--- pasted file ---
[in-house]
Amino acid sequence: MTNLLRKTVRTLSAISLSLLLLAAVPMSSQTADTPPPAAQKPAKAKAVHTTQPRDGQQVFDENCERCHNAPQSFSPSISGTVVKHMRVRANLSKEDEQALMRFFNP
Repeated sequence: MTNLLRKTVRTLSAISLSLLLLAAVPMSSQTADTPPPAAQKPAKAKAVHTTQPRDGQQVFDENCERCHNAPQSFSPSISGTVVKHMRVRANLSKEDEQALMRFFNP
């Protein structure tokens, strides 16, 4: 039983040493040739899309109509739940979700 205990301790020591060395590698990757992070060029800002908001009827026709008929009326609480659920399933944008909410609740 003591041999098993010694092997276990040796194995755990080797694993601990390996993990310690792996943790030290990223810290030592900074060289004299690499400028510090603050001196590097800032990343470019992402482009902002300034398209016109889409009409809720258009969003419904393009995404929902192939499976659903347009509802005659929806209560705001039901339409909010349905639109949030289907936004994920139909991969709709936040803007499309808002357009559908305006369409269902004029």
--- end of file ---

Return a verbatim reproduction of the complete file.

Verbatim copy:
[in-house]
Amino acid sequence: MTNLLRKTVRTLSAISLSLLLLAAVPMSSQTADTPPPAAQKPAKAKAVHTTQPRDGQQVFDENCERCHNAPQSFSPSISGTVVKHMRVRANLSKEDEQALMRFFNP
Repeated sequence: MTNLLRKTVRTLSAISLSLLLLAAVPMSSQTADTPPPAAQKPAKAKAVHTTQPRDGQQVFDENCERCHNAPQSFSPSISGTVVKHMRVRANLSKEDEQALMRFFNP
């Protein structure tokens, strides 16, 4: 039983040493040739899309109509739940979700 205990301790020591060395590698990757992070060029800002908001009827026709008929009326609480659920399933944008909410609740 003591041999098993010694092997276990040796194995755990080797694993601990390996993990310690792996943790030290990223810290030592900074060289004299690499400028510090603050001196590097800032990343470019992402482009902002300034398209016109889409009409809720258009969003419904393009995404929902192939499976659903347009509802005659929806209560705001039901339409909010349905639109949030289907936004994920139909991969709709936040803007499309808002357009559908305006369409269902004029």